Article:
Cold breeze tickling the back of your neck in winter? Don’t be in a hurry to seal around that window.
The point of ventilation is “to get fresh air into a room,” Robert Dadras, of Liberty firm Dadras Architects, said. “People don’t realize that [in a house] they still need air from outside.”
Old buildings leak. You may have noticed, if you moved into an old Victorian, or even a pre-1970s, house here.
The alternative is modern buildings, where, without the influx of fresh air, problems can develop. Uncirculated indoor air builds up moisture, odors, dust and air pollutants, according to the American Lung Association. Too much moisture inside can lead to mold or rotting wood.
“It can be stuffy. You’re sensing there is no oxygen,” Dadras said.
Sometimes the repercussions can be worse than a little discomfort.
Sick Building Syndrome was first identified in the 1970s; people had headaches, nausea, dizziness, dry coughs and more. Inadequate ventilation is the most common cause, according to the Environmental Protection Agency (EPA).
Up until the 1970s, they say, building ventilation standards “called for approximately 15 cubic feet per minute (cfm) of outside air for each building occupant.”
But starting in 1973, oil prices shot up. Ventilation standards were tightened to conserve fuel; the EPA says that the levels were tightened to 5 cfm per occupant. “In many cases these reduced outdoor air ventilation rates were found to be inadequate to maintain the health and comfort of building occupants.”
A 1984 report by the World Health Organization found that “up to 30 percent of new and remodeled buildings worldwide may be the subject of excessive complaints related to indoor air quality.”
Carbon monoxide can build up indoors too, says the ALA. So can radon. Both can kill. So can COVID-19, which spreads through the air.
“Everyone seems to love the Victorian era for style,” said Victor Dadras, partner at Dadras Architects and Robert’s brother. “But much of it was functional.”
Double-hung windows, for instance. “The upper sash was more important in order to have air circulation.” You opened the upper window, you opened doors or transoms over the doors, and let the air flow through. And it mattered for health. “Indoors, people breathed out germs.
Outdoors, even in the slightest of breezes,” the germs dissipated.
Higher ceilings helped air circulate, Robert Dadras said.
So you’ve bought a house and you want more ventilation but you’re concerned about your heating and cooling bills too. What can you do?
“HVAC systems condition the air,” said Robert Dadras. (They cool and heat the air, but they also treat it, removing moisture, smoke, airborne bacteria, and more. The “V” by the way, stands for “ventilation.”)
It saves money to keep warm or cool air inside, Victor Dadras said, but new systems can mitigate an abrupt temperature change as you bring outside air in.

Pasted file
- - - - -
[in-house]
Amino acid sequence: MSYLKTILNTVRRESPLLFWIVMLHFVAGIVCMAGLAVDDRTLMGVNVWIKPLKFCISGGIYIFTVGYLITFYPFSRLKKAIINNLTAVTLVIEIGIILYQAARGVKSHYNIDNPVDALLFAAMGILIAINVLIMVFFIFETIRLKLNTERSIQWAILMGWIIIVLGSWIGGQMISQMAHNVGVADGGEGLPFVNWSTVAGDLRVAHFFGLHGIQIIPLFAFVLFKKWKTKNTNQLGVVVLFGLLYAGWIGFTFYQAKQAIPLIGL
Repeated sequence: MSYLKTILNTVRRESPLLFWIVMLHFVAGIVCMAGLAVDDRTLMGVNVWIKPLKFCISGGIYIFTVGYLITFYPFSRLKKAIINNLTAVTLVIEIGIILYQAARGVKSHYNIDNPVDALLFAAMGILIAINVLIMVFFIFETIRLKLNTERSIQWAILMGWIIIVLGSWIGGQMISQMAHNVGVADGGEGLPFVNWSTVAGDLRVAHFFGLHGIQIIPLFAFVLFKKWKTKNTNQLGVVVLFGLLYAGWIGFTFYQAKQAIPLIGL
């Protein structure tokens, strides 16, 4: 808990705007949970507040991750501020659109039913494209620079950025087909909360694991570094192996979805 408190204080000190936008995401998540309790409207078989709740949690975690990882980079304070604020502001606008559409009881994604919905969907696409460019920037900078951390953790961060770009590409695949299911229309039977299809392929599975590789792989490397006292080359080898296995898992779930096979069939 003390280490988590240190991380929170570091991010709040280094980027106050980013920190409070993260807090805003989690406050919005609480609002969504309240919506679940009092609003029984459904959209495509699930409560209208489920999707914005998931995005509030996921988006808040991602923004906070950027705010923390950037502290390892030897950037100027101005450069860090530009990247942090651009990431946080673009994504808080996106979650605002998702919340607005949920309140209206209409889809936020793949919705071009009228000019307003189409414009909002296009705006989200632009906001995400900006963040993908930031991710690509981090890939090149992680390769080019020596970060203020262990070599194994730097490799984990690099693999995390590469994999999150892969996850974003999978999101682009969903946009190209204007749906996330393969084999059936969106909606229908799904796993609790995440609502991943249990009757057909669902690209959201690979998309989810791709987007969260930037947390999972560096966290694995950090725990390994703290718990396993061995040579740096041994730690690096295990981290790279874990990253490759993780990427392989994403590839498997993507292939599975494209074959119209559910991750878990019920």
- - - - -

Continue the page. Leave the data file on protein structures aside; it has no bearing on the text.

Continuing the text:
UV light can be used to sanitize at home, as hospitals do, Robert Dadras said. The bulbs have to be replaced when needed for it to work properly though.
“Keep the windows open as much as possible,” he said. If you have double-hung windows, open the upper sash.
In winter, it may drive up your heating bill. In summer, it may let in some warm air. But keeping your home ventilated will go a long way toward keeping you healthy.
We’ve gone back to the old ways of doing some things; the new standard for ventilation rates is 15 cf per minute per person, according to the American Society of Heating, Refrigerating and Air-Conditioning Engineers.
ASHRAE also calls for our homes to get .35 changes of air per hour. That, says the EPA, gives you acceptable indoor air quality and minimises all the problems you can get from your building.
The rate at which outdoor air replaces indoor air is called the air exchange rate.
Fireplaces and cookstoves might need supplemental ventilation, and bathrooms and kitchens might want some kind of exhaust system.
It’s important, says the EPA. “Increasing the amount of outdoor air coming into the building helps to control pollutant levels, odors, temperature, humidity and other factors that can impact the health and comfort of building occupants.”
In the 19th century, Catherine Beecher, in her “New Housekeeper’s Manual,” protested tightly-caulked homes in the North, where people lived in one room, carefully sealed against the weather, for the six months that winter lasted. No wonder people have spring fever and biliousness, she said. “All these things are the pantings and palpitations of a system run down under slow poison.” Carbonic acid from heating stoves, undiluted by fresh air, killed people, she said.
Respiratory disease killed people too. Take tuberculosis.
To fight TB, which often transmitted through the air, we brought in fresh air. We slept on sleeping porches. We went to the Catskills for the high altitudes and clean air, Robert Dadras said. “People came here with TB and didn’t leave,” because returning to the city could kill them.
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